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Hello there, A 'micro' HOW-TO for you. I finally figured out how to do something in KDE which has been interesting me for some time: that is, how to have ...
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  1. #1
    Linux Guru fingal's Avatar
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    KDE Desktop Tweak - Try this!


    Hello there,

    A 'micro' HOW-TO for you.

    I finally figured out how to do something in KDE which has
    been interesting me for some time: that is, how to have muliple
    desktops with different wallpapers so that I can switch between
    them at will. I first found this feature when I tried out Peanut Linux
    many months ago, and after a late night poking around in some of my
    directories I hit the jackpot. Here's how:

    Search for a text file called kdesktoprc. This contains all your
    desktop environment settings for KDE. It should be somewhere like
    /home/yourdirectory/.kde/share/config/ If not, then enter a command
    shell, login as root and type find / -name kdesktoprc -print
    Then look for a setting at the top of the file which reads
    CommonDesktop=true. Change this parameter to false by editing the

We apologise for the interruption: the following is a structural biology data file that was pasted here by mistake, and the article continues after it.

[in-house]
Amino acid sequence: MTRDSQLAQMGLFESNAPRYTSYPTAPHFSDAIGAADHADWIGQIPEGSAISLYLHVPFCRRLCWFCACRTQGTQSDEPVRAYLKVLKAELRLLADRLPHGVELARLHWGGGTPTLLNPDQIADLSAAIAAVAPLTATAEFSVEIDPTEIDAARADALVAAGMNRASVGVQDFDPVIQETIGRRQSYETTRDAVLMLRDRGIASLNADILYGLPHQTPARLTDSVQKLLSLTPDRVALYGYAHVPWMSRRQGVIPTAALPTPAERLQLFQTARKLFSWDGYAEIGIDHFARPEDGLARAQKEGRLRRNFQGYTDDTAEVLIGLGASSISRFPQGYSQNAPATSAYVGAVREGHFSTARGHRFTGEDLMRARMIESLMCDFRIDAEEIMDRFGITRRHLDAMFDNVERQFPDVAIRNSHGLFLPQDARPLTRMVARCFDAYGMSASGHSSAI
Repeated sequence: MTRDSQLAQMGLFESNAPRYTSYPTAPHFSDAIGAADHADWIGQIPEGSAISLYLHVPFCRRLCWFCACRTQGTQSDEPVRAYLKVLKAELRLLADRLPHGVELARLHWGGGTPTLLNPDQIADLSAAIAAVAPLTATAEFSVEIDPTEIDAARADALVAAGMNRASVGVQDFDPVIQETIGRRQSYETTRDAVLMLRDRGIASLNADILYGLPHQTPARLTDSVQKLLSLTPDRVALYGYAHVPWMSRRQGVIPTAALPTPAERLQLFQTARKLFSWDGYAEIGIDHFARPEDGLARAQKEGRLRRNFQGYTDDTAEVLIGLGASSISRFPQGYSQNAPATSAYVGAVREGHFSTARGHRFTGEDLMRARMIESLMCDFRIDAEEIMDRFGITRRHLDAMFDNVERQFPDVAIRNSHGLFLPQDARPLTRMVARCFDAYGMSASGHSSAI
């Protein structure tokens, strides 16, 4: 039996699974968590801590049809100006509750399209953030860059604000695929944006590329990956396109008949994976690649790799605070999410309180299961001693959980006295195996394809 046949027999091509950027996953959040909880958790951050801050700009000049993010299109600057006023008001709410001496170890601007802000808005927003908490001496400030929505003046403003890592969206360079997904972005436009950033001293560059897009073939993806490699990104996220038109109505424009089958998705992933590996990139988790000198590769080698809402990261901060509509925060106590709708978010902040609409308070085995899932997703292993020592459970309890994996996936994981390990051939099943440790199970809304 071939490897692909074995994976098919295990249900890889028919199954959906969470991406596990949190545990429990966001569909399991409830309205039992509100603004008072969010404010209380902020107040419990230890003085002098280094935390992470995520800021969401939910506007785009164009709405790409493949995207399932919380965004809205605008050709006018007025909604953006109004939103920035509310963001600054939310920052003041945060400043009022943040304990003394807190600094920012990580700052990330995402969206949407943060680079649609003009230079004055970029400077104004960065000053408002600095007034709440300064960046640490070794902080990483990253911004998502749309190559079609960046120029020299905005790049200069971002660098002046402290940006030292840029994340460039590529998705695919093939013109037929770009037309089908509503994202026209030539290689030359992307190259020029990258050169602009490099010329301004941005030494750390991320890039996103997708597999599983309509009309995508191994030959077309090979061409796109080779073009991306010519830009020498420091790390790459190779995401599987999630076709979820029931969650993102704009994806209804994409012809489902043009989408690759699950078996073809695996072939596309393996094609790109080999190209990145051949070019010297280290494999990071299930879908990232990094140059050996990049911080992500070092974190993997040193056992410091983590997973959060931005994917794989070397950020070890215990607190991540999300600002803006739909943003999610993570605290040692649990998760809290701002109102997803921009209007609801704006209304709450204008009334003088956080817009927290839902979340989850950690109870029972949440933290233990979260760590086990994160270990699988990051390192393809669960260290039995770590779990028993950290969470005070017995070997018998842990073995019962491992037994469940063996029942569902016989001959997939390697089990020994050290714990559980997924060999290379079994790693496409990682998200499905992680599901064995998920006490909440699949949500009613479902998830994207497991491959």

file with your favourite text editor(I used Vim) and save the file.
    You don't need to alter anything else here.

    All you do now is go into your 'configure virtual desktops' option
    on the KDE kicker/toolbar and decide how many desktops you want:
    I chose to have four. You can then change the wallpapers for each
    individual desktop, and KDE should 'remember' these. I tested this
    out, then rebooted my Knoppix box. No settings were lost
    and nothing crashed!

    You might not want this feature, but I think it really adds
    something to your desktop. There is also a way to have different
    sound events for different desktops. For this you need to edit
    the kwin.eventsrc file in the same directory as
    kdesktoprc. You just need to know which *.wav files you have
    on your system in (perhaps) /usr/share/sounds
    then have something like:

    [desktop1]
    logfile=
    presentation=1
    soundfile=KDE_Desktop1.wav

    If the 'presentation' option is set to 0 then you won't get any sound.
    You can have a different sound file for each desktop.
    Finally you might want to edit knotify.eventsrc.
    This is for events like logging into Linux or closing an application.
    You might find that the new sound settings will only work after a reboot.
    Hope you enjoy playing with these files, but remember to
    make backups or take notes just in case things go wrong.

    If this tweak works for you, please reply to this thread, and let me know of your own favourite KDE tweaks
    I am always doing that which I can not do, in order that I may learn how to do it. - Pablo Picasso

  2. #2
    Linux User
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    Sounds neat, but I am a Gnome user.

  3. #3
    Linux Guru fingal's Avatar
    Join Date
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    [Sounds neat, but I am a Gnome user.]

    I like Gnome as well. I don't know if this 'tweak' can be applied to Gnome in some way.
    I am always doing that which I can not do, in order that I may learn how to do it. - Pablo Picasso

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